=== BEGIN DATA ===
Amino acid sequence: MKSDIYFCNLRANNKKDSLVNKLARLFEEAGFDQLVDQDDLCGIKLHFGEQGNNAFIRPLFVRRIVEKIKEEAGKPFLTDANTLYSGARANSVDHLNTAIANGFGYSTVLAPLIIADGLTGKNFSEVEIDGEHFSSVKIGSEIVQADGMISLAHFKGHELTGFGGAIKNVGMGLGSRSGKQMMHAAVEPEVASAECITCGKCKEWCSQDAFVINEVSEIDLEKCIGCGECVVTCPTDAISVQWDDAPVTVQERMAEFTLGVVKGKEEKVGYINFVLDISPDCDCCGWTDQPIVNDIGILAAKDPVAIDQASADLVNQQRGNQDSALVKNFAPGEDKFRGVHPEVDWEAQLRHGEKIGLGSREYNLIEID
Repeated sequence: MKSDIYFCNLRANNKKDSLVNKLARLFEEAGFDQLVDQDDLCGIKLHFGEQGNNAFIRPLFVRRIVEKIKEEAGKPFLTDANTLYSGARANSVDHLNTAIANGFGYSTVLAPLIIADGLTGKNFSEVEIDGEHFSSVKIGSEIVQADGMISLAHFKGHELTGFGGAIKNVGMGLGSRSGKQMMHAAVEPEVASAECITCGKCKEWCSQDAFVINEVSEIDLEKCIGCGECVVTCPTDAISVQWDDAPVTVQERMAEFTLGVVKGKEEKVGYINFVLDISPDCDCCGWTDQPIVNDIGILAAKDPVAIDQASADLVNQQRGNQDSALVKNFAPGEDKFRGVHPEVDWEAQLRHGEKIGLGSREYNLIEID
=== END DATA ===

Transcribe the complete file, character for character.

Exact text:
Amino acid sequence: MKSDIYFCNLRANNKKDSLVNKLARLFEEAGFDQLVDQDDLCGIKLHFGEQGNNAFIRPLFVRRIVEKIKEEAGKPFLTDANTLYSGARANSVDHLNTAIANGFGYSTVLAPLIIADGLTGKNFSEVEIDGEHFSSVKIGSEIVQADGMISLAHFKGHELTGFGGAIKNVGMGLGSRSGKQMMHAAVEPEVASAECITCGKCKEWCSQDAFVINEVSEIDLEKCIGCGECVVTCPTDAISVQWDDAPVTVQERMAEFTLGVVKGKEEKVGYINFVLDISPDCDCCGWTDQPIVNDIGILAAKDPVAIDQASADLVNQQRGNQDSALVKNFAPGEDKFRGVHPEVDWEAQLRHGEKIGLGSREYNLIEID
Repeated sequence: MKSDIYFCNLRANNKKDSLVNKLARLFEEAGFDQLVDQDDLCGIKLHFGEQGNNAFIRPLFVRRIVEKIKEEAGKPFLTDANTLYSGARANSVDHLNTAIANGFGYSTVLAPLIIADGLTGKNFSEVEIDGEHFSSVKIGSEIVQADGMISLAHFKGHELTGFGGAIKNVGMGLGSRSGKQMMHAAVEPEVASAECITCGKCKEWCSQDAFVINEVSEIDLEKCIGCGECVVTCPTDAISVQWDDAPVTVQERMAEFTLGVVKGKEEKVGYINFVLDISPDCDCCGWTDQPIVNDIGILAAKDPVAIDQASADLVNQQRGNQDSALVKNFAPGEDKFRGVHPEVDWEAQLRHGEKIGLGSREYNLIEID